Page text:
|From:||Fforestfach, Swansea (SS620972)|
|Length:||57 miles (91.7 km)|
|Meets:||A483, B4620, B3296, A4240, B4297, B4304, A4138, A4214, A476, B4309, B4311, B4317, B4308, B4309, A40, A48, B4300, A4242, A4243, B4301, B4333, A486, B4335, B4334, A475, B4332, B4570, A487|
|Former Number(s):||A48, A485|
|Old route now:||A4240|
|Route outline (key)|
The A484 runs from Swansea to Cardigan, via Llanelli and Carmarthen. In the 1922 Road Lists the number was allocated to the section of the present A484 between Bronydd Arms (just north of Carmarthen) and Cardigan, but the road has subsequently been extended towards Swansea. The route from Swansea via Carmarthen was previously part of the A48 but was renumbered to A484 in 1935. The Swansea extension used to start by heading west towards Llanelli via Loughor Bridge from the roundabout where the old A483 met the A48 on its way out of Swansea (originally where the A475 crossed the A48). Then, over a period of around 15 years during the 1980s and 1990s, the Swansea to Llanelli Road was bypassed. The original A484 is now the A4240.
Section 1: Fforestfach - Carmarthen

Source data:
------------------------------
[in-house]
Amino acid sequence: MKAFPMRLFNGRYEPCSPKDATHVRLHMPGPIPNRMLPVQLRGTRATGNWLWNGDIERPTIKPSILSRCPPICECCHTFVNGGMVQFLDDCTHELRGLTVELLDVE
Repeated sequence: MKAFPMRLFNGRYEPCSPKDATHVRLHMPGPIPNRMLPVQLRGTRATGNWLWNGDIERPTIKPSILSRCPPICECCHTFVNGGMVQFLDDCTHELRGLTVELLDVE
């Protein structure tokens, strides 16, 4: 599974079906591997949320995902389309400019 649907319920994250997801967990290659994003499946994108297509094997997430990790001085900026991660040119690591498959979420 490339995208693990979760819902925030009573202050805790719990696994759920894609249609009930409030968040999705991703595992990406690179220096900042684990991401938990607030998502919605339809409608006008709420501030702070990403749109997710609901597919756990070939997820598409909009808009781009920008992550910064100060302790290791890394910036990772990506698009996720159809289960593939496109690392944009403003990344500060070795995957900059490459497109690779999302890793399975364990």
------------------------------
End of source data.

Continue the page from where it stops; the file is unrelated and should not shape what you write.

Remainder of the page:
The present route kicks off from the A483 near Fforestfach. As a result, we miss the plethora of DIY establishments and car dealerships on the road to Gorseinon, passing instead through largely uninteresting countryside as we head towards the floodplain and salt marsh adjacent to the Loughor Estuary. On the way, we cross the B4620 (was A4070) and the B4296, and then run parallel to the railway line. A tight right-hand bend leading onto a small roundabout heralds our arrival at the "new" Loughor Bridge (constructed in 1988). Here we come within a stone's throw of the original A484 route. If you look to your right (north) when crossing the bridge, you can see the remnant of the original Loughor Bridge - demolished because it was too weak to carry modern traffic.
After crossing the river, we enter Carmarthenshire. A right turn at the next roundabout takes us through Bynea and other suburbs of Llanelli on the old A484 route (now B4297), but we pass to the south of the residential area alongside the old Trostre Steel Works and Trostre Retail Park. A little further - another roundabout, this time the primary A4138 providing a link to M4 junction 48. Suddenly we are among concrete retaining walls, and then we emerge through the backs of rows of terraced houses into Llanelli town centre, where we meet the original route of the A484 for the first time. It is fair to say that the town centre has changed beyond all recognition over the last 30 years. Many of the terraces have been cleared. The enclosed footbridge that linked two parts of the Co-op Department store has gone and instead we see a large Asda and shopping centre. The A484 used to meander round a one-way system here. Now it passes to the north of the town centre, emerging through Furnace and Pwll towards Burry Port. Here, for the first time, we start heading north rather than west.